Science, Fiction, Life

Worldbuilding in GIMP

It’s no secret that I like to write (hence this blog), but what you may not know is that I have a long-standing interest in writing fiction. Note that this is different from actually writing fiction: I rarely do so, for a variety of reasons that really deserve their own post. But several years ago I did manage to successfully participate in National Novel Writing Month (NaNoWriMo), churning out 50,000 or so words of rather awful fiction. One of the key steps in preparation for NaNoWriMo that year was doing some basic worldbuilding.

I have a really hard time writing a story if I don’t know the lay of the land…literally. If my characters have to venture off into an undefined world, then I don’t know what their options and limitations are and so I am paralyzed with indecision. A map provides the framework on which the events of the story can play out, and I find that the constraints that it provides are crucial for understanding everything from the placement of cities to the boundaries of nations to the history of empires. So much is influenced by geography that without it I’m lost.

I am trying to get back into fiction writing: I have had the nebulous idea for a novel rattling around in my head for years but to really write it, I needed a world. For my NaNoWriMo map, I used the program AutoRealm which had some nice capabilities, but didn’t make very attractive maps. So for this new worldbuilding effort, I decided to use a proper image editor: GIMP.

GIMP is an open-source program similar to Photoshop. I use it all the time for work to make figures, so I know my way around it, but I haven’t used it much to just draw. And to be honest, I didn’t want to just draw continents because it’s actually quite difficult to draw natural looking coastlines. I needed something more random.

After searching online, I found an excellent site called the “Cartographer’s Guild”, where lots of worldbuilding enthusiasts share their tips and tricks in very helpful tutorials. I won’t duplicate all of that effort here, but I will point to their helpful collection of tutorials. In particular, I found the one entitled “Using GIMP to create an artistic regional map” very helpful.

It turns out GIMP has a tool that renders a cloud-like texture, and by stretching the black and white levels on randomly generated cloud textures, you can make random continent-shaped blobs. For most people, this would be enough, but since I know way too much about planets, I wanted to make my random cotinents more realistic, with things like island arcs and shapes that could conceivably come from plate tectonics. So I made several sets of random blobs ranging in size from continents to islands, and selectively merged them together to make what I thought were more realistic (but still mostly random) continents. Here’s what the end result looked like:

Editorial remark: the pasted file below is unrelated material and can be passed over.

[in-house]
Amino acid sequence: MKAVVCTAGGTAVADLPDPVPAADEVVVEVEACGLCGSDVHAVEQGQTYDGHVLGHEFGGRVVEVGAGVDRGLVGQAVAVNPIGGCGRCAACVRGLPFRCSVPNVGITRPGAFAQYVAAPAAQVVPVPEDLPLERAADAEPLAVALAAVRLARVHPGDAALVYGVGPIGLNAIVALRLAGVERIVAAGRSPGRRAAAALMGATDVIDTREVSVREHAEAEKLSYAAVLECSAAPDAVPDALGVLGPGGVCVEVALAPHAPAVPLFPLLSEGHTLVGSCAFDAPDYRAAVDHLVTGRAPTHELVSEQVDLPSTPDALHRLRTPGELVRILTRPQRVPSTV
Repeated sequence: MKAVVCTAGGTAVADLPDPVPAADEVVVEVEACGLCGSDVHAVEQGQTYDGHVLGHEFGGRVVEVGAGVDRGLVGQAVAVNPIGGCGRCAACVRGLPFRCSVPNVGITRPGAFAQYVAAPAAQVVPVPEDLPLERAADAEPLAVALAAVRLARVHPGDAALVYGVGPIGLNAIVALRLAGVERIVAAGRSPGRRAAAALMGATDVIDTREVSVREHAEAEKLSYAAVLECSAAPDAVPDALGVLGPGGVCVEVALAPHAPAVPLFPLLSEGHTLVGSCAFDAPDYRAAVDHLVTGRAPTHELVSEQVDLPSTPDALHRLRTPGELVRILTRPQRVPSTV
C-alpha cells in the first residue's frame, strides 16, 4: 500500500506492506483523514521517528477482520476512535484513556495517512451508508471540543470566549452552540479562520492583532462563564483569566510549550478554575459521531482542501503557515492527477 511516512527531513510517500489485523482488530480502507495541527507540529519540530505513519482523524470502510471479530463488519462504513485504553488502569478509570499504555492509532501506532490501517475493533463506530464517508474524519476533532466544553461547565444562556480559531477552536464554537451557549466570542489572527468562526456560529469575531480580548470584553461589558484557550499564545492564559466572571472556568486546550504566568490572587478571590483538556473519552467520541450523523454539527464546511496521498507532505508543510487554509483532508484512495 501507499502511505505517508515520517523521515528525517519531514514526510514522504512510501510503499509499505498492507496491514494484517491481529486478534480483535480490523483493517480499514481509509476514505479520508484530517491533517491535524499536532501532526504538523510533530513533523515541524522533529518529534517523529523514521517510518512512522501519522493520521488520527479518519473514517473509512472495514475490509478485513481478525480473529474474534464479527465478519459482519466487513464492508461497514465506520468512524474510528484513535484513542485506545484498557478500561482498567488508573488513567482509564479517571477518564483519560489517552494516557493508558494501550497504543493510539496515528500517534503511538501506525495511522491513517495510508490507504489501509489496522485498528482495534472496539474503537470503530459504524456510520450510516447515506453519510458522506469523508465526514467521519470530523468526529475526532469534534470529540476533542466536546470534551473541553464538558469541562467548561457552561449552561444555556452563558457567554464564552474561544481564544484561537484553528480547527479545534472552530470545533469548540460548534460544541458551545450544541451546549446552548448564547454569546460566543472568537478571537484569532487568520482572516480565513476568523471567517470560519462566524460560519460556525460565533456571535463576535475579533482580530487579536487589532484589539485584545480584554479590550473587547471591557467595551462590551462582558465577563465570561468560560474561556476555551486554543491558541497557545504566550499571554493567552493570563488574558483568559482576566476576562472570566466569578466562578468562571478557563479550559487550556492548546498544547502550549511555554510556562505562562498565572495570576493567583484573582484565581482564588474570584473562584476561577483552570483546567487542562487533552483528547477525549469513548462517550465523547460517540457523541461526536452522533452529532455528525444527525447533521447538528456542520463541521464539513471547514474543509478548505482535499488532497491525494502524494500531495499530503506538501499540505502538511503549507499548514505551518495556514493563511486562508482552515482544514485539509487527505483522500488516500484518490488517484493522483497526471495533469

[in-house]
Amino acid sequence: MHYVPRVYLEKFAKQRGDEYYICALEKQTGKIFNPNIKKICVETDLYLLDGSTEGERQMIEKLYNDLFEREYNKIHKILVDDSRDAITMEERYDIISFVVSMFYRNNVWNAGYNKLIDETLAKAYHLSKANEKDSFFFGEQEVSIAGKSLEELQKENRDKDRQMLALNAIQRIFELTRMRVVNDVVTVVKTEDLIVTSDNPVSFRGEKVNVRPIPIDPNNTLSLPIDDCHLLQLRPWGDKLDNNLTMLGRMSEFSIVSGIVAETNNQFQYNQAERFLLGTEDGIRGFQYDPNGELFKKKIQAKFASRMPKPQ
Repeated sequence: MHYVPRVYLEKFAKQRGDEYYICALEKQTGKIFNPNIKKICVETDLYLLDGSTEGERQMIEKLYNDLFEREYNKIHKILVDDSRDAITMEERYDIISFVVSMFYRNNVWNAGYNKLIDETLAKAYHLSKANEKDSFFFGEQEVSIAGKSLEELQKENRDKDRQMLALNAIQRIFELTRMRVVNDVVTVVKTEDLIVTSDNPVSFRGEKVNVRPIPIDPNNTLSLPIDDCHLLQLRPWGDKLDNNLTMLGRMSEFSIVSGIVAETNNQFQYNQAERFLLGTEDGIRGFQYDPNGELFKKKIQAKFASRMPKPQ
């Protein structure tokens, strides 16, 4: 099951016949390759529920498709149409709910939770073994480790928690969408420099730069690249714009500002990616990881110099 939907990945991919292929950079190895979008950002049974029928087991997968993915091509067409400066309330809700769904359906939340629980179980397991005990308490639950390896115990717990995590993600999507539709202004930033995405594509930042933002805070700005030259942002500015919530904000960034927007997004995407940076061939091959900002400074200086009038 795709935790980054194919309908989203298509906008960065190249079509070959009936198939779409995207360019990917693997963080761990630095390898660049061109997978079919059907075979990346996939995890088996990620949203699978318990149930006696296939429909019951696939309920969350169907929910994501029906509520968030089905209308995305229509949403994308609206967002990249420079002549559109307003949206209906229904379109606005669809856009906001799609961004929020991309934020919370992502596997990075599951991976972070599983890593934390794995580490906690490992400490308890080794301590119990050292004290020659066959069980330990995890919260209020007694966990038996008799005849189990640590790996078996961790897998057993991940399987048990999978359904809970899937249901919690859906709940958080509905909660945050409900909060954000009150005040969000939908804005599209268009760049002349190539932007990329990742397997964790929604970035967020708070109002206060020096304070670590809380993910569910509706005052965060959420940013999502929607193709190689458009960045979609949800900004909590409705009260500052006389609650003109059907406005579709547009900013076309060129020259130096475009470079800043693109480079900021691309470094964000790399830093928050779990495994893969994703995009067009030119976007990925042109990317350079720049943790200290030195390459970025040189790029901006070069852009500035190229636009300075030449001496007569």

worldmap1_v2_land_mask

 

I played around with some of the other tips in the tutorials to make attractive oceans and land colors and got this:

worldmap1_v2_oceans_and_land

From here, the next step was adding mountains. I went back and forth on whether I wanted to try to make realistic looking mountains or line-drawings like you might see in a map in the front of Lord of the Rings. In the end, I decided to go with the line drawing option. I alread had some idea of where I wanted my mountain ranges, the trick was drawing the actual mountains. I am too lazy to draw them individually, so I looked up how to create a brush in GIMP that cycles through a set of simple images with each click. The term for this is an “image pipe” and it’s actually pretty simple: you just make a small image in GIMP with multiple layers and draw a different image on each layer. They you save it as the appropriate file type and voila! Choose that brush and then each click draws one of the layers. Here are my mountain layers as an animated gif:

mountains2

 

With mountain ranges in place, the next logical thing to add was deserts. So I thought a bit about what the prevailing winds are like on an Earth-like planet, and the placed deserts in the rain shadow of mountain ranges. I also added some nice white shading toward the poles and gray shading around mountain ranges.

At this point it was looking pretty good if I do say so myself! The main missing natural features that might be relevant to any stories set in this world are forests and rivers. For forests, I decided to just use one of the built-in brushes in GIMP, along with the “apply jitter” option to paint scattered dark green specks for trees. Rivers were a bit trickier. Just like the continents, I didn’t want to hand-draw them because they would not be naturally random enough. For this, I found a simple free program that can draw fractal lines and export them as vector graphics. I drew a bunch of fractal lines then loaded them into my GIMP project, colored them blue, and placed them where it seemed appropriate. The end results? Realistically random-looking rivers! Here is the final map:

worldmap1_v2

 

I’m pretty happy with this map, and I’m eager to start adding cities and countries and figuring out how the geography that I’ve created here influences the seed of a story idea that I am trying to develop. And even if the story that I write set in this world doesn’t end up being very good, I learned a lot of fun GIMP tricks in the process of making this map!

 

2 Comments

  1. Diego

    ‘It turns out GIMP has a tool that renders a cloud-like texture, and by stretching the black and white levels on randomly generated cloud textures’
    I cannot find that tool, what’s its name or how doe sit’s icon look like?

    • Ryan

      The tool is under: Filters > Render > Clouds > Difference Clouds

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